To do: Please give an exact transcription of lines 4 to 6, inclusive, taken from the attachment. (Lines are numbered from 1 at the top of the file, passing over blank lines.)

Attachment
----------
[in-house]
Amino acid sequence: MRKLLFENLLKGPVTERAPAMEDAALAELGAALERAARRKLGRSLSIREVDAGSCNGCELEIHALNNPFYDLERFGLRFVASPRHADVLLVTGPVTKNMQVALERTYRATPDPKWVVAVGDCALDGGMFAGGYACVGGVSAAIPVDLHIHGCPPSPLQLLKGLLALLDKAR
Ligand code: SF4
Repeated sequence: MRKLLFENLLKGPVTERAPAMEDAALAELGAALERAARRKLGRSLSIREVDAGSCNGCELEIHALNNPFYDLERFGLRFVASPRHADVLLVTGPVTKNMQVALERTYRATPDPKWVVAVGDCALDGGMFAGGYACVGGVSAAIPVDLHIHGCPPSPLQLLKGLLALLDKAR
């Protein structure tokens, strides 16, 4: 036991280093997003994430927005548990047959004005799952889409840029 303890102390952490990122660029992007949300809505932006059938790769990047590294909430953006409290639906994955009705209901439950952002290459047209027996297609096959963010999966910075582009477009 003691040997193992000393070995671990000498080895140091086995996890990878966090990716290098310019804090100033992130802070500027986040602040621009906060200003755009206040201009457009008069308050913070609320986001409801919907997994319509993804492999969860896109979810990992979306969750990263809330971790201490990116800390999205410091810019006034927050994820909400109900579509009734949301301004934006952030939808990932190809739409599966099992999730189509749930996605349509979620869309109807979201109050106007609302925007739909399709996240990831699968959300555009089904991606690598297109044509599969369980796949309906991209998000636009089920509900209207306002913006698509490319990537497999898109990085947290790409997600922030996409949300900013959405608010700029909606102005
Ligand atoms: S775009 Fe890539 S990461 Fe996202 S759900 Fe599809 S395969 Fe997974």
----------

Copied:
Repeated sequence: MRKLLFENLLKGPVTERAPAMEDAALAELGAALERAARRKLGRSLSIREVDAGSCNGCELEIHALNNPFYDLERFGLRFVASPRHADVLLVTGPVTKNMQVALERTYRATPDPKWVVAVGDCALDGGMFAGGYACVGGVSAAIPVDLHIHGCPPSPLQLLKGLLALLDKAR
């Protein structure tokens, strides 16, 4: 036991280093997003994430927005548990047959004005799952889409840029 303890102390952490990122660029992007949300809505932006059938790769990047590294909430953006409290639906994955009705209901439950952002290459047209027996297609096959963010999966910075582009477009 003691040997193992000393070995671990000498080895140091086995996890990878966090990716290098310019804090100033992130802070500027986040602040621009906060200003755009206040201009457009008069308050913070609320986001409801919907997994319509993804492999969860896109979810990992979306969750990263809330971790201490990116800390999205410091810019006034927050994820909400109900579509009734949301301004934006952030939808990932190809739409599966099992999730189509749930996605349509979620869309109807979201109050106007609302925007739909399709996240990831699968959300555009089904991606690598297109044509599969369980796949309906991209998000636009089920509900209207306002913006698509490319990537497999898109990085947290790409997600922030996409949300900013959405608010700029909606102005
Ligand atoms: S775009 Fe890539 S990461 Fe996202 S759900 Fe599809 S395969 Fe997974």